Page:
Indie Book Reviews (page 642)

HOLE IN THE BOTTOM OF THE SEA by Christine Lavin
Released: March 14, 2012

"Play—don't read—this important environmental message. (Picture book. 4-8)"
An oil spill jeopardizes sea life in this environmental songbook. Read full book review >
MERIBAH by Arthur Mokin
Released: March 14, 2012

"A tale of the Exodus that brings Israel's prophet and people to life."
Documentarian Mokin draws on the Book of Exodus in a novel about a man who learns to balance his love for a woman with his love for his adopted nation and their God. Read full book review >

THE MERMAID PICNIC by Kitty Leech
Released: March 14, 2012

"Sure to meet the approval of mermaid lovers everywhere."
A disappointing deluge dampens Emily's spirits, but imagination and resourcefulness save the day. Read full book review >
HAMILTON CASHEW AND THE STORY WEAVERS by Maria Kallinikos
CHILDREN'S AND TEEN
Released: March 14, 2012

"A charming fantasy tale with contemporary elements that may occasionally stretch the limits of credibility."
In Kallinikos' debut YA fantasy novel, an intrepid elf must foil a plot to stop the production of stories. Read full book review >
Released: March 14, 2012

"A steady narrative drive from an author who knows when to stay the course and when to turn."
In Kase's debut novel, a man's brutal attack may be related to the murder of six young girls. Read full book review >

THE GOOD LAWYER by Thomas Benigno
Released: March 14, 2012

"Readers who like their courtroom thrillers packed with lawyer-speak and zigzagging plot developments should find much to savor."
In Benigno's debut legal thriller, a criminal defense lawyer facing his biggest case yet is hardly prepared for the onslaught of treachery and subterfuge. Read full book review >
Released: March 14, 2012

"Subverts expectations with a twisting plot crossing cultural and religious boundaries."
In Rana's debut novel, a reclusive, conservative Islamic leader and family man falls for a vivacious fashion model half his age. Read full book review >
RED NOVA by Paul L. Centeno
Released: March 14, 2012

"A familiar but exciting sci-fi epic for readers of all ages."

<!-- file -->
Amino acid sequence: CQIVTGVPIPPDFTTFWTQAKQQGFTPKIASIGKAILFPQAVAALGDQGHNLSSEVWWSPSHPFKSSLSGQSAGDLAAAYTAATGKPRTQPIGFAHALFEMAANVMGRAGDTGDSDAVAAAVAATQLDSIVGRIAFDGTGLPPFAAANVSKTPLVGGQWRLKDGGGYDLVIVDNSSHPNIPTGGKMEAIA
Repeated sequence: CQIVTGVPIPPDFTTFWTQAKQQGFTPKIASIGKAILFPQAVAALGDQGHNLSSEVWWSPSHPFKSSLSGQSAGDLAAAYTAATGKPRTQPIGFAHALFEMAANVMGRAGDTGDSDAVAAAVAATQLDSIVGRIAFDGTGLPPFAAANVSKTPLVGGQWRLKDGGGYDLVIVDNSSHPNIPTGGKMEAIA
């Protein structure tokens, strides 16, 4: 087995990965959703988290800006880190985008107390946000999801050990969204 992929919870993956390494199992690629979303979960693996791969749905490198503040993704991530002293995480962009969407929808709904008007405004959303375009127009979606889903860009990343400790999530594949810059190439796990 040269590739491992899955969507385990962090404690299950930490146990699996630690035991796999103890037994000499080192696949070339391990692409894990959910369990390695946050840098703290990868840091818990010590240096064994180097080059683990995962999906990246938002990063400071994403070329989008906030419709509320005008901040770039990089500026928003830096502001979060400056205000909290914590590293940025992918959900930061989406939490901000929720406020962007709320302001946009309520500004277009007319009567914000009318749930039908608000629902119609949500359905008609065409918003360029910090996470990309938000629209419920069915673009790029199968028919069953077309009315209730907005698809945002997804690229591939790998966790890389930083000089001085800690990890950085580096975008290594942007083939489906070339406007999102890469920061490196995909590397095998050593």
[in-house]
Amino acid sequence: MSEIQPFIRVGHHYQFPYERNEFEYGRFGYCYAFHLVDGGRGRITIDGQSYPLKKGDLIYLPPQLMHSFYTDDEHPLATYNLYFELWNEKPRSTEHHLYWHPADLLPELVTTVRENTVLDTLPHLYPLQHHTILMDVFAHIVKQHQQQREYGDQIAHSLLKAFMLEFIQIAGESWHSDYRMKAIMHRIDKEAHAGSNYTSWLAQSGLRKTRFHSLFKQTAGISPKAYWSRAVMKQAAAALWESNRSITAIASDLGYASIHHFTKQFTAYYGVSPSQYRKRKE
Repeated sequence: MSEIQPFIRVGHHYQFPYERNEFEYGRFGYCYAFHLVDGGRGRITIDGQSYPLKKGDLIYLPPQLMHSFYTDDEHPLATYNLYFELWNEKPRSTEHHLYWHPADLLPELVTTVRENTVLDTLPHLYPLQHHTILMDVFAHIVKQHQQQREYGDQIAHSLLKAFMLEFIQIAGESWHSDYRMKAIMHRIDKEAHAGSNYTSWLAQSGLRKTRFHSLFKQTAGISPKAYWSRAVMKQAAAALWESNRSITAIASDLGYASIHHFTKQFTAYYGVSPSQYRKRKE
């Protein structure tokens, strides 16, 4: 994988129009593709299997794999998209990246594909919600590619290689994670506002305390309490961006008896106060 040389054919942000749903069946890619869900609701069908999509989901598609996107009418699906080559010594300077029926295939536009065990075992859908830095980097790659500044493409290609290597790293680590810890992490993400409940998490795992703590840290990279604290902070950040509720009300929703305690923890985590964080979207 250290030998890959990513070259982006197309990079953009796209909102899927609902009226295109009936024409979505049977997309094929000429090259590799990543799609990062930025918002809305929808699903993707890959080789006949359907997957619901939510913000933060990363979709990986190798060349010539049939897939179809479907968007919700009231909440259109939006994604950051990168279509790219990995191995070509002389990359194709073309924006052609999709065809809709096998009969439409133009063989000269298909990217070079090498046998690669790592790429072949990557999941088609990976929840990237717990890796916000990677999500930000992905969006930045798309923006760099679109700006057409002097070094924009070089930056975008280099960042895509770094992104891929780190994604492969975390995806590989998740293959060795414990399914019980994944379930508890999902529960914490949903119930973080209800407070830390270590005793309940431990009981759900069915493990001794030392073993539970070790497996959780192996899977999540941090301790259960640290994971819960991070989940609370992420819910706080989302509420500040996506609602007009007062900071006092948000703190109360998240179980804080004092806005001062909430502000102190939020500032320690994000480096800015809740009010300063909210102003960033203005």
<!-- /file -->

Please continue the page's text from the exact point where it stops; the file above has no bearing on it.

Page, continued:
Centeno's debut sci-fi novel follows a group of human soldiers on an intergalactic adventure in the 27th century. Read full book review >
ROLLOVER by Paula J. Longhurst
Released: March 13, 2012

"Between the fully realized setting and complex heroine, Longhurst's novel adeptly juggles the plot threads into a briskly moving tale that's one part thriller and two parts family drama."
Longhurst's debut mystery-thriller revolves around a team that protects lottery winners in the United Kingdom. Read full book review >
Released: March 13, 2012

"A gritty, realistic portrait of the aftermath of deceit."
A man's infidelity rocks the lives of many New York women five months after his death, as former lovers discover that he was infected with more than just an electric personality. Read full book review >
THE SECRET OF THE ALCAZAR by John Williamson
Released: March 13, 2012

"Not always successful, but an interesting, frequently entertaining debut."
In this jet-setting thriller, a fight against an island dictator intersects contemporary concerns of ethnobotany and international law. Read full book review >
CURSED by Victoria Greene
Released: March 13, 2012

"Young and old readers can sink their teeth into this one."
In first-time author Greene's paranormal young-adult thriller, Ethan survives a beast's attack only to realize that he's slowly turning into a werewolf. Read full book review >
Kirkus Interview
Michael Eric Dyson
February 2, 2016

In Michael Eric Dyson’s rich and nuanced book new book, The Black Presidency: Barack Obama and the Politics of Race in America, Dyson writes with passion and understanding about Barack Obama’s “sad and disappointing” performance regarding race and black concerns in his two terms in office. While race has defined his tenure, Obama has been “reluctant to take charge” and speak out candidly about the nation’s racial woes, determined to remain “not a black leader but a leader who is black.” Dyson cogently examines Obama’s speeches and statements on race, from his first presidential campaign through recent events—e.g., the Ferguson riots and the eulogy for the Rev. Clementa Pinckney in Charleston—noting that the president is careful not to raise the ire of whites and often chastises blacks for their moral failings. At his best, he spoke with “special urgency for black Americans” during the Ferguson crisis and was “at his blackest,” breaking free of constraints, in his “Amazing Grace” Charleston eulogy. Dyson writes here as a realistic, sometimes-angry supporter of the president. View video >